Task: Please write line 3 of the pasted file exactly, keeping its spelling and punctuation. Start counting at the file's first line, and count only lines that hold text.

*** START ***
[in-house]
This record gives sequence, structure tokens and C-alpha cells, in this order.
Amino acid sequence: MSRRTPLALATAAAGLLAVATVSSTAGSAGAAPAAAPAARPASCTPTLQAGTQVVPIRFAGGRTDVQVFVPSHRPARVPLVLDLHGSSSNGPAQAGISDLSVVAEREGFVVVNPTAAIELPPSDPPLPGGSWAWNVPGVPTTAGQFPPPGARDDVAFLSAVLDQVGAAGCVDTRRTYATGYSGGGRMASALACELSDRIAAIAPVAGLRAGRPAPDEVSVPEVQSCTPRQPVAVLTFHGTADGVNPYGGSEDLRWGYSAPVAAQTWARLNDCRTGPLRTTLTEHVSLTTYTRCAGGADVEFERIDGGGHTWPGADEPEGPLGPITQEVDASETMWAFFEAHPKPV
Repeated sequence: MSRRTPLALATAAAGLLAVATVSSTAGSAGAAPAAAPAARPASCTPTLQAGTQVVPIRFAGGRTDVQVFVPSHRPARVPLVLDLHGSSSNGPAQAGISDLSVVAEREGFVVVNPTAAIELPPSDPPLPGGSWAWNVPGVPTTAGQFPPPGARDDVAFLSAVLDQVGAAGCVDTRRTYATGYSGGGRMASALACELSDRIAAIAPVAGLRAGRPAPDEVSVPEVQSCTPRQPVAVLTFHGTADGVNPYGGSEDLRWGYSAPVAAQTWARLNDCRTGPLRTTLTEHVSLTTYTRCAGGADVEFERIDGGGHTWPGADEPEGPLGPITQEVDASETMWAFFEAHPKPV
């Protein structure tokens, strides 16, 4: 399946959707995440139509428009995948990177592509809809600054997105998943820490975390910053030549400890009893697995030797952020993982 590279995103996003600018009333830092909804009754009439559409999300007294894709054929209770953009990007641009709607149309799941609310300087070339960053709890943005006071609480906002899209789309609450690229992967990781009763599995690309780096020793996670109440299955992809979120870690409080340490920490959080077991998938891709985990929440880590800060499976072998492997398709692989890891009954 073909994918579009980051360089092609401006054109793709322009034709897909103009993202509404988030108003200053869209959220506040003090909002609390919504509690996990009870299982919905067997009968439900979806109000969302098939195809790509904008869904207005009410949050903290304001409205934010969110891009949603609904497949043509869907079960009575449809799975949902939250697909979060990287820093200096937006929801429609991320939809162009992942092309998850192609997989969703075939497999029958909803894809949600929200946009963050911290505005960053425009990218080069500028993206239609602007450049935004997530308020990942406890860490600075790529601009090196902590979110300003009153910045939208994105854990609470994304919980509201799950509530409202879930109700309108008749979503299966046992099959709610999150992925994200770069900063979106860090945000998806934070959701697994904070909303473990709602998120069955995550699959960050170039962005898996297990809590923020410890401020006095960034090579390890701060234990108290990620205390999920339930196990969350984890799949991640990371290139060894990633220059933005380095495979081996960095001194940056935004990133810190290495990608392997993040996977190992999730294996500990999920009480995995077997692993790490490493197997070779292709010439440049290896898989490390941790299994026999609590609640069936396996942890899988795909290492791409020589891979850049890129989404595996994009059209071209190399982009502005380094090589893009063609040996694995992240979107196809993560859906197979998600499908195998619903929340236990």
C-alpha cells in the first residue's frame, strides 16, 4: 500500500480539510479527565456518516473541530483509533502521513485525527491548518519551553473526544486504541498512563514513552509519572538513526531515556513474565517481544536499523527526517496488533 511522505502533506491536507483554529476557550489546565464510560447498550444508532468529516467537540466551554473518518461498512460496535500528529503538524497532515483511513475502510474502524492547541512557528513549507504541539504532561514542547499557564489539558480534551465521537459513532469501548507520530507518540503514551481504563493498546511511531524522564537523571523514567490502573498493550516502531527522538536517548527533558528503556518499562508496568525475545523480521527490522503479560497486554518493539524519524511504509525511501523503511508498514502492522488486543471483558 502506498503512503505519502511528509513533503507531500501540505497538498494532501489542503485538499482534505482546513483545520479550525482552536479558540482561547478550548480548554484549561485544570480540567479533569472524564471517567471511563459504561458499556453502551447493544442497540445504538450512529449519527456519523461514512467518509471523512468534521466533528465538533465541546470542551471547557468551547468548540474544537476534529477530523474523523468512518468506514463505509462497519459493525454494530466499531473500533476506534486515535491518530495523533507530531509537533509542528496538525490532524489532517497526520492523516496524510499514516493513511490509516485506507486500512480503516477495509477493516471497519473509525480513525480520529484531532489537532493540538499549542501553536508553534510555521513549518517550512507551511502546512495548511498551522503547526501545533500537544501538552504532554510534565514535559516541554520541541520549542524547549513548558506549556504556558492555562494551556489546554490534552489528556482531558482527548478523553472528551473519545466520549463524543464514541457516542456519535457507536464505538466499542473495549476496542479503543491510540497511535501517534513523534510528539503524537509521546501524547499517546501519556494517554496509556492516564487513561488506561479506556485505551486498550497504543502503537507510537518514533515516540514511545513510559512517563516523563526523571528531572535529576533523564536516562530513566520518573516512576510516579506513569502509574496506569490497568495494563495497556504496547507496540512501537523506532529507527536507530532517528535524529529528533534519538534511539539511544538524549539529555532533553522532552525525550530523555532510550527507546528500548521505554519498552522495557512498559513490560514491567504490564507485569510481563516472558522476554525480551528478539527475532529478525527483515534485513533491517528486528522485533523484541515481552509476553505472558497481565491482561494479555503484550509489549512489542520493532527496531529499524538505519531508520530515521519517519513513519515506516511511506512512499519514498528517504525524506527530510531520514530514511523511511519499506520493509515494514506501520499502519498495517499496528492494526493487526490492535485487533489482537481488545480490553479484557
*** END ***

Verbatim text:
Amino acid sequence: MSRRTPLALATAAAGLLAVATVSSTAGSAGAAPAAAPAARPASCTPTLQAGTQVVPIRFAGGRTDVQVFVPSHRPARVPLVLDLHGSSSNGPAQAGISDLSVVAEREGFVVVNPTAAIELPPSDPPLPGGSWAWNVPGVPTTAGQFPPPGARDDVAFLSAVLDQVGAAGCVDTRRTYATGYSGGGRMASALACELSDRIAAIAPVAGLRAGRPAPDEVSVPEVQSCTPRQPVAVLTFHGTADGVNPYGGSEDLRWGYSAPVAAQTWARLNDCRTGPLRTTLTEHVSLTTYTRCAGGADVEFERIDGGGHTWPGADEPEGPLGPITQEVDASETMWAFFEAHPKPV